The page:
Punk Encyclopedia: Destroy All Movies’ Zack Carlson and Bryan Connolly


The new book Destroy All Movies: The Complete Guide to Punks on Film weighs in at 500 pages and documents the appearance of punks, from background extras to Patti Smith, in over 1,000 movies. The tome’s editors and head writers are Zack Carlson, who has been appointed modern-geek royalty as a vocal programmer of Fantastic Fest and Alamo Drafthouse, and Bryan Connolly, one of the driving forces of Vulcan Video in Austin, Texas. Like an algorithm zapped across a smoggy landscape of wastoid cinema and blown-out amps—from the sleaze of 42nd Street to Malcom McLaren’s London—no suspect VHS or DVD was left unturned in the hunt for liberty spikes, rebellious acts, and agape mouths of paled normies. It’s an exercise that may be interpreted as obnoxious, as trivial as the vacant state of punk in 2010. And yet each film is allotted a paragraph to several pages for reviews, supplemental interviews, and analysis that range from wittily divisive (Todd Phillips’s Hated) to impassioned reconsideration (Valley Girl), all written in a fluid, knowledgeable manner and laid out in the clean and smart design expected of Fantagraphics, the book’s publisher. Carlson and Connolly spoke to me about a variety of the book’s punked-out pictures, which date from the mid-’70s through to the chosen cutoff year of 1999.       

HUNTER STEPHENSON: What is the earliest film included in the book?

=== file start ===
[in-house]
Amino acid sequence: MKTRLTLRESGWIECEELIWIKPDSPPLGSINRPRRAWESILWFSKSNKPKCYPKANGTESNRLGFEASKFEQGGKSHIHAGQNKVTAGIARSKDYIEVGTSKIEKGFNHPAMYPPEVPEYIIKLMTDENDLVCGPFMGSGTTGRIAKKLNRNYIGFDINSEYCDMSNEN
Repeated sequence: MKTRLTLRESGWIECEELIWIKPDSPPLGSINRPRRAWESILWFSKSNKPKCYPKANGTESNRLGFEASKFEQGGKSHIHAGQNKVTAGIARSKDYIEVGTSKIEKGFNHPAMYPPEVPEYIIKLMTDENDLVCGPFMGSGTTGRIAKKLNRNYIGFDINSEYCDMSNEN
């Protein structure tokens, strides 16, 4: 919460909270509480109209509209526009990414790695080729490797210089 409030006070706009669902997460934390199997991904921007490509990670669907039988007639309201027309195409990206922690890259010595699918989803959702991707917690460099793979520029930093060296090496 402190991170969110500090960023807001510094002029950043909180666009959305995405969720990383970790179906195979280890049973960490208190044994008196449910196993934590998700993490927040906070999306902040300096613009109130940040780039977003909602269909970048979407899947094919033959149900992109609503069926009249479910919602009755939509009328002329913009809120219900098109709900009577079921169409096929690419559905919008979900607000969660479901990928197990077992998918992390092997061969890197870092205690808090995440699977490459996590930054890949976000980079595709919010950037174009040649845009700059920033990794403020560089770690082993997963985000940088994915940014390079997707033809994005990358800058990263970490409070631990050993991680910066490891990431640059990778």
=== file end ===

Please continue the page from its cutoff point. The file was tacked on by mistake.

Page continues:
BRYAN CONNOLLY: Well, there are two. One is The Blank Generation, a documentary about CBGBs that features early footage of Talking Heads and The Ramones, but the audio is not the best. And the other one is called Punk Rock, which was essentially a porn film that had a band in it that was kind of punk. The film was called that because the people who made it thought punk would become popular. And then they actually re-released it, taking out all of the sex scenes and inserting footage of weird little bands from New York. Needless to say, it didn’t do very well. [LAUGHS] Both of those were released around ’76. LEFT: A POSTER FOR THE BLANK GENERATION

ZACK CARLSON: What’s funny about Punk Rock is that the guy who made it, even though it was the first narrative punk film in history, he had no interest in the scene or music. He was dating a girl who, at the time, was excited by the idea of going to New York punk clubs, so he was like “Sure, baby!” and he made this low-rent feature. For the book, we interviewed the director Carter Stevens, and he was completely amused that anyone gave a rat’s ass about his movie.

STEPHENSON: Which movies and filmmakers were requisite for the project when compiling contributions from the true New York City underground? LEFT: THRUST IN ME